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We have a textfile that we want to clear from "bad" characters. If we open it with vim (with ":set number"):

57000044 zo¥<9a>¥ge¥o¥graph¥i¥cal¥ly
39999999 pariá¹<83>Å<9b>a

The ex.: "<9a>" and "<83>" and "<9b>" is marked blue in vim and these two lines looks like this outside vim:

$ sed '57000044,57000044!d' toclean.txt
zo���ge�o�graph�i�cal�ly
$ sed '57000044,57000044!d' toclean.txt | cat -vte -
zoM-%M-^ZM-%geM-%oM-%graphM-%iM-%calM-%ly$
$ 

and

$ sed '39999999,39999999!d' toclean.txt
pariṃśa
$ sed '39999999,39999999!d' toclean.txt | cat -vte -
pariM-aM-9M-^CM-EM-^[a$
$ 

Question: How do we find out that what is the HEX ASCII char for the mentioned "<9a>" and "<83>" and "<9b>"? Or "¹" or "¥"...

The hex code is needed to remove it all from the file to make it cleaner. Example this code removes HEX ASCII "x09", so the "Horizontal Tab":

sed -i 's/[\x09]//g' toclean.txt

We tried using "9A" or "A5" in hex, it didn't helped..

$ sed '57000044,57000044!d' toclean.txt | sed 's/[\x9A]//g; s/[\xA5]//g'
zo���ge�o�graph�i�cal�ly
zo���ge�o�graph�i�cal�ly
$ 
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4 Answers 4

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The codes hex:<9a> and hex:<83> are not ASCII codes (ASCII codes go only from <00> to <7F>). You also cannot "find out" what characters (from any larger character set than ASCII) are associated with those codes since that depends on the underlying character set ("code page") encoding. So you have to ask the one who created that data what character encoding he used. (Typical encodings that you often find are ISO 8859-1, ISO 8859-15, UTF-8, UCS-2. You can also inspect the code tables you find on the net what characters with those indices makes most sense in your data context.)

Once you know the codes values you want to remove you can (for example) use the tr command with option -d (arguments in octal).

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ASCII is a 7-bit character set. Characters with values above 128 are non-ASCII characters.

If you use Unicode, note that a character is represented by multiple bytes (there are only 256 different byte values but more than 100000 Unicode characters). The de facto standard representation of Unicode is UTF-8 uses a variable number of bytes per character; ASCII characters are represented by a single bytes, others by 2 to 4 bytes.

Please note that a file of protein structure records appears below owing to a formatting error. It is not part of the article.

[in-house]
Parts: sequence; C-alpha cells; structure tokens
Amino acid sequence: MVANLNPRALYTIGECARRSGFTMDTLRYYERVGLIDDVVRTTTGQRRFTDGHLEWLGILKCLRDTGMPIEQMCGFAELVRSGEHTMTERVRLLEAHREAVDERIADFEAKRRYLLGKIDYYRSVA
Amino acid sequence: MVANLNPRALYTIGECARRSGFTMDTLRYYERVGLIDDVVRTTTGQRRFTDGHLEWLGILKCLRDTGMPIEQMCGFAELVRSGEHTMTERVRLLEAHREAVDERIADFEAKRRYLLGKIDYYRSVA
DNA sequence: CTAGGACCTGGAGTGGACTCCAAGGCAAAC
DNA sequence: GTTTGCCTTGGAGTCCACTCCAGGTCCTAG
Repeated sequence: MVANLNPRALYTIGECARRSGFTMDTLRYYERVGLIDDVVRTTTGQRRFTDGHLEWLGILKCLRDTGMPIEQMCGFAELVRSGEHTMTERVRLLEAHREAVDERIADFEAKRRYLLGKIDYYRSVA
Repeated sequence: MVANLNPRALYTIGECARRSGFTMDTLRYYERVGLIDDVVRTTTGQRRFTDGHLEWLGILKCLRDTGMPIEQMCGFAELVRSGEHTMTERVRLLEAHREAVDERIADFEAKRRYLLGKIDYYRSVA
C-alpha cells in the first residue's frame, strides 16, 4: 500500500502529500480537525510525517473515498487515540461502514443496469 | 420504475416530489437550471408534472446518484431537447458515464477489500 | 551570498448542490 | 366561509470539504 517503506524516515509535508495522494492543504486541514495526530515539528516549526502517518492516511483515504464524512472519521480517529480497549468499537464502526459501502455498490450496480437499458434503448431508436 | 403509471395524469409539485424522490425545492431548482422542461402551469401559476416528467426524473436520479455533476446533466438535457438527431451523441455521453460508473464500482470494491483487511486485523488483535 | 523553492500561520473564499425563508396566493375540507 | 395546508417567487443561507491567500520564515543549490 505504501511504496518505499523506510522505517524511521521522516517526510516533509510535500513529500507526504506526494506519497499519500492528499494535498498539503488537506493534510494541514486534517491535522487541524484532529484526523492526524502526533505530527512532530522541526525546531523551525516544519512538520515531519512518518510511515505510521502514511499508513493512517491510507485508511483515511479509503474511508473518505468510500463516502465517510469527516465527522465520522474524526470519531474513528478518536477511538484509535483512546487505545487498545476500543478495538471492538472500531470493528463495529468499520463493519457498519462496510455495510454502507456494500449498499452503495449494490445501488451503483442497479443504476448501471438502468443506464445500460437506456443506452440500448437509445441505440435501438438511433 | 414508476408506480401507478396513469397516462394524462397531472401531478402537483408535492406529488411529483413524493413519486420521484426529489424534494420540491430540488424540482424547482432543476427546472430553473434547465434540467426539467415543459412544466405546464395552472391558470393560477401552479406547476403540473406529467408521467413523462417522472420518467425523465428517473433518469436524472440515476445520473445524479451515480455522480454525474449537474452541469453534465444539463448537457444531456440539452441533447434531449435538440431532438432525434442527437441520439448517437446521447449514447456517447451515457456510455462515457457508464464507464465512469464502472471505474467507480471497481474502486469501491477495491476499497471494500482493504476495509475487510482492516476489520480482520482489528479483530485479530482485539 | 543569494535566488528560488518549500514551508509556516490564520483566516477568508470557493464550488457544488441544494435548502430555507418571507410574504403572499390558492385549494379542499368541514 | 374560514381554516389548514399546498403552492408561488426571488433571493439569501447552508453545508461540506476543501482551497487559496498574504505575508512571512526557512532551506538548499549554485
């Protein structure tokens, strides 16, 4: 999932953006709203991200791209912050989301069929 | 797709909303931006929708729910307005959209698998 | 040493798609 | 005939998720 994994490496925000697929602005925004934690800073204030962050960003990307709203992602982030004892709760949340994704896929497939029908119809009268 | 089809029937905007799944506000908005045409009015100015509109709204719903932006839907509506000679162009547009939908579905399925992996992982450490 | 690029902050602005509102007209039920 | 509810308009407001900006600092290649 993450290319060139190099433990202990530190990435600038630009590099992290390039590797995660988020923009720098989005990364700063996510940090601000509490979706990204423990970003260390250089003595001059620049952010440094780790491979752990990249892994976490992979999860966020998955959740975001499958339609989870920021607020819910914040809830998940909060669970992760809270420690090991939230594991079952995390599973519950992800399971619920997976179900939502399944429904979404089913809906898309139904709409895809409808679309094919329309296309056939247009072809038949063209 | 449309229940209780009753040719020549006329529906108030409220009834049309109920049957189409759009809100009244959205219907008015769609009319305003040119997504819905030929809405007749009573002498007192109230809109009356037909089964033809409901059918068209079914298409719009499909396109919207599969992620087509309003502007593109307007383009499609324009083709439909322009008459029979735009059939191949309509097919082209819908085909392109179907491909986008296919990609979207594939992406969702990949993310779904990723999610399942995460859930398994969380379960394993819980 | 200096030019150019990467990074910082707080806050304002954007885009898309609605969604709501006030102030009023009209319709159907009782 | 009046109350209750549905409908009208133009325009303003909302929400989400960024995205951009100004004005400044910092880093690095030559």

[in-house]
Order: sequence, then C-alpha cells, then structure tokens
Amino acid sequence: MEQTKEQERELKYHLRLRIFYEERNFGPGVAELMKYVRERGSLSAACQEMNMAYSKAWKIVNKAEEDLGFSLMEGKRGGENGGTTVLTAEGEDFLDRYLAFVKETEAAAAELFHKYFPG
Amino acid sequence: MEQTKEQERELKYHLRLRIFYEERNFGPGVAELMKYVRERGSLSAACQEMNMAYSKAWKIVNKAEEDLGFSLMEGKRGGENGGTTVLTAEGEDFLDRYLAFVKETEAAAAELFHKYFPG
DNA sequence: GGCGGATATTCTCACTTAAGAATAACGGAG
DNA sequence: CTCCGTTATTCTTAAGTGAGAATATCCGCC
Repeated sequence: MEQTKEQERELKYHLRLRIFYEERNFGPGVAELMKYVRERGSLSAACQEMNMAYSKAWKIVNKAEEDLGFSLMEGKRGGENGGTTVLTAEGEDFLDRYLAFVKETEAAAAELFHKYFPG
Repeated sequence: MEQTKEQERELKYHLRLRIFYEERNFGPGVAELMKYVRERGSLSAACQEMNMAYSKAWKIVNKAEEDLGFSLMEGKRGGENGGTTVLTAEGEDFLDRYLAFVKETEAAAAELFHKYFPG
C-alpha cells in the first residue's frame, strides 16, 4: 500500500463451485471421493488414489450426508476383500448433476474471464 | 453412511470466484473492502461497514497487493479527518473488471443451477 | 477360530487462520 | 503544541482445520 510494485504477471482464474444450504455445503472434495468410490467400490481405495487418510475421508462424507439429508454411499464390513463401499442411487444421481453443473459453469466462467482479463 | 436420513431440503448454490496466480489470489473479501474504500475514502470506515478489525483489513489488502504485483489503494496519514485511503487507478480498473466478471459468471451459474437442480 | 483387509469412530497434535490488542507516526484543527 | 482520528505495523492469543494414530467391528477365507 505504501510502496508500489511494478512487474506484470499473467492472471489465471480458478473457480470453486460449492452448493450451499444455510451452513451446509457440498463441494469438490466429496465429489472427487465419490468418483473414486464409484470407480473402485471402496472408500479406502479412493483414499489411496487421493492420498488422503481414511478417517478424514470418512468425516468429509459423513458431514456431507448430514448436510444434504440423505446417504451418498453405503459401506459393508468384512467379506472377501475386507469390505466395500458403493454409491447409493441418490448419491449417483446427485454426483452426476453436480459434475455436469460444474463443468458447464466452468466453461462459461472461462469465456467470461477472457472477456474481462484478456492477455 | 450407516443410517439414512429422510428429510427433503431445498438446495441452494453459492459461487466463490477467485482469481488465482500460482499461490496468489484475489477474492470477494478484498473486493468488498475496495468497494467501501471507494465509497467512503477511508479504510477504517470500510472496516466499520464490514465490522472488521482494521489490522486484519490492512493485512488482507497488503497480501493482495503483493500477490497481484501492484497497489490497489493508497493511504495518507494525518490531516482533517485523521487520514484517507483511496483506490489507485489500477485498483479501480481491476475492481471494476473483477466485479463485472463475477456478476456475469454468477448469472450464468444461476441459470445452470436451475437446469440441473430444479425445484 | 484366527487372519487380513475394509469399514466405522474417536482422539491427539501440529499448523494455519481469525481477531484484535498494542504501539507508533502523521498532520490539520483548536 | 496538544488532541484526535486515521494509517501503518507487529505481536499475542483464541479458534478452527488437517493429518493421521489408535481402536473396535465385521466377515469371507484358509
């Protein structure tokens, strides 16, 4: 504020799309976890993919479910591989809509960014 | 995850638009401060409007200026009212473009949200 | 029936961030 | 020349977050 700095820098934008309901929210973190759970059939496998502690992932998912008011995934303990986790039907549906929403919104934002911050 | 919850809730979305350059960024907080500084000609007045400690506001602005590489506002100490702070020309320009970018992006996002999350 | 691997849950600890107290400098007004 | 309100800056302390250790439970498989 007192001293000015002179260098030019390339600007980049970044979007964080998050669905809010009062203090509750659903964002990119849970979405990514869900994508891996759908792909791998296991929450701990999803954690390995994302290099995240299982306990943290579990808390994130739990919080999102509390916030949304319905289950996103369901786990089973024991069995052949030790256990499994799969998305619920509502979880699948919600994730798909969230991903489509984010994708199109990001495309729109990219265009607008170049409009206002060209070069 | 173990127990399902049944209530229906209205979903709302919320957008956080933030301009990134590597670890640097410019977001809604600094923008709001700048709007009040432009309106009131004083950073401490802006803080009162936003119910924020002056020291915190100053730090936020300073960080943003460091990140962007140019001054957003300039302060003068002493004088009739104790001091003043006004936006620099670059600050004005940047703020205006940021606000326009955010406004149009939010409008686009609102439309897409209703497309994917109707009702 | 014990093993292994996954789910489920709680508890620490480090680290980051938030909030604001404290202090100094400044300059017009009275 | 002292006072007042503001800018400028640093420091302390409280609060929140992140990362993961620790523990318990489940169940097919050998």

Vim displays some characters with blue placeholders such as <9a> because these are bytes that are not part of a valid character representation in the character set specified by the current locale.

If you want to work on bytes, set the locale setting LC_CTYPE to C.

LC_CTYPE=C vim toclean.txt

If you want to work on UTF-8, run Vim on a Unicode terminal.

You can display the bytes in the file with a command such as od (POSIX) or hexdump (BSD, often found on Linux).

od -t x1 toclean.txt
hexdump -C toclean.txt
hd toclean.txt

If you've determined that you want to remove certain byte values, you can use tr.

LC_CTYPE=C tr -d '\x83\xa5' toclean.txt >clean.txt

If you've determined that you want to remove certain UTF-8 characters, use tr in a locale with the UTF-8 encoding, e.g.

LC_CTYPE=en_US.utf8 tr -d '¥' toclean.txt >clean.txt
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The simplest solution I was able to find for removing "non-ascii" characters from a text file was from this thread.

$ tr -cd '\000-\777' < dirtyfile > cleanfile

The '\000-\777' defines the ascii set in octal. "-c" is the compliment of the given set, aka "non-ascii" and "-d" deletes characters.

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  • You mean \177 (decimal 127). \777 is a lot more than the maximum possible byte value.
    – alexis
    Commented Jun 8, 2015 at 2:20
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You can just use luit. It's purpose is to clean terminal text to suit the system's encoding and to act as a transparent filter between a applications which improperly handle unicode and terminals - or the other way around.

You almost definitely already have it installed - it ships standard with X because xterm calls on it automatically if it detects encoding issues on its host.

Its man page describes this example for interaction w/ Emacs:

  • luit is also useful with applications that hardwire an encoding that is different from the one normally used on the system or want to use legacy escape sequences for multilingual output. In particular, versions of Emacs that do not speak UTF-8 well can use luit for multilingual output:

    $ luit -encoding 'ISO 8859-1' emacs -nw
    
  • And then, in Emacs,

     M-x      set-terminal-coding-system      RET
     iso-2022-8bit-ss2 RET
    

Besides its direct terminal applications, though, it also supports...

-c     Function as a simple converter from standard
       input to standard output.

And so might be used like...

luit -c <infile >outfile

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